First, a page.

Second, the method transforms the data into customer specific statistics. The method calculates a target code for each customer/item record. The target code is based on the number of categories noted above (volume, velocity, GP %) where the item is at or below the benchmark percentile. For example, a widget has a target code of three for a selected customer. This means that the customer's sales volume, velocity and GP % for the widget is less than or equal to the benchmark percentile statistic in each of the categories of sales volume, velocity and GP %. Obviously, target codes of 0, 1 or 2 indicate that the item sold to the selected customer ranks at or below the benchmark percentile statistic in 0, 1 or 2 categories.
In addition to calculating a target code for each item, a market item delta is calculated by customer/item which represents the difference between actual gross profit, as calculated by sales volume and actual GP percent, and the gross profit as calculated by sales volume and the target (or benchmark) GP %. Once a target code and market item delta have been determined, customer/item records are displayed in order of greatest target code to least (primary sort) and greatest market item delta to least (secondary sort).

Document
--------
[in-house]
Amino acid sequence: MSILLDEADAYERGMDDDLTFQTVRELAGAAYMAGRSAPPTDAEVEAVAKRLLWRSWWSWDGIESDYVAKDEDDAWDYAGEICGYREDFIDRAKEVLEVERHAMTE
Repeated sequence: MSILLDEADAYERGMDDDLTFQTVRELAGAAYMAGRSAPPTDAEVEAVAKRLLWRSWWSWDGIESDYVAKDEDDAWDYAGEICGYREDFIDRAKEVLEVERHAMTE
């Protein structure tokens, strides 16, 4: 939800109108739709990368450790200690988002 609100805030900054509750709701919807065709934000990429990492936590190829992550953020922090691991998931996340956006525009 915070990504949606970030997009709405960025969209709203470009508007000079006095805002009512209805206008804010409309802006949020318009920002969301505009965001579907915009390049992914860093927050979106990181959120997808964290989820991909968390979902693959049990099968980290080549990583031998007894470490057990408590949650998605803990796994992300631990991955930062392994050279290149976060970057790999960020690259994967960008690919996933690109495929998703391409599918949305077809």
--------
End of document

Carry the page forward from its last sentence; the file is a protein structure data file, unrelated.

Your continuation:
The third step of the method is the actual pricing model. Applying subjective parameters such as target code value, the program sets out how those parameters affect each individual item pricing for each specific customer. This allows concurrent modeling across a range of products for a specific customer and/or a range of products for multiple customers.
Finally, the program calculates customer risk ratios to give the user some indication of possible effects of price changes. The sales risk ratio (R$s) displays the percent ratio of customer sales of items with modeled price changes to the total sales for that customer. The frequency risk ratio (Rfq) evaluates customer visibility by showing the frequency (number of items per one hundred items) of items with price increases that will be seen by the customer as a result of various parameter inputs.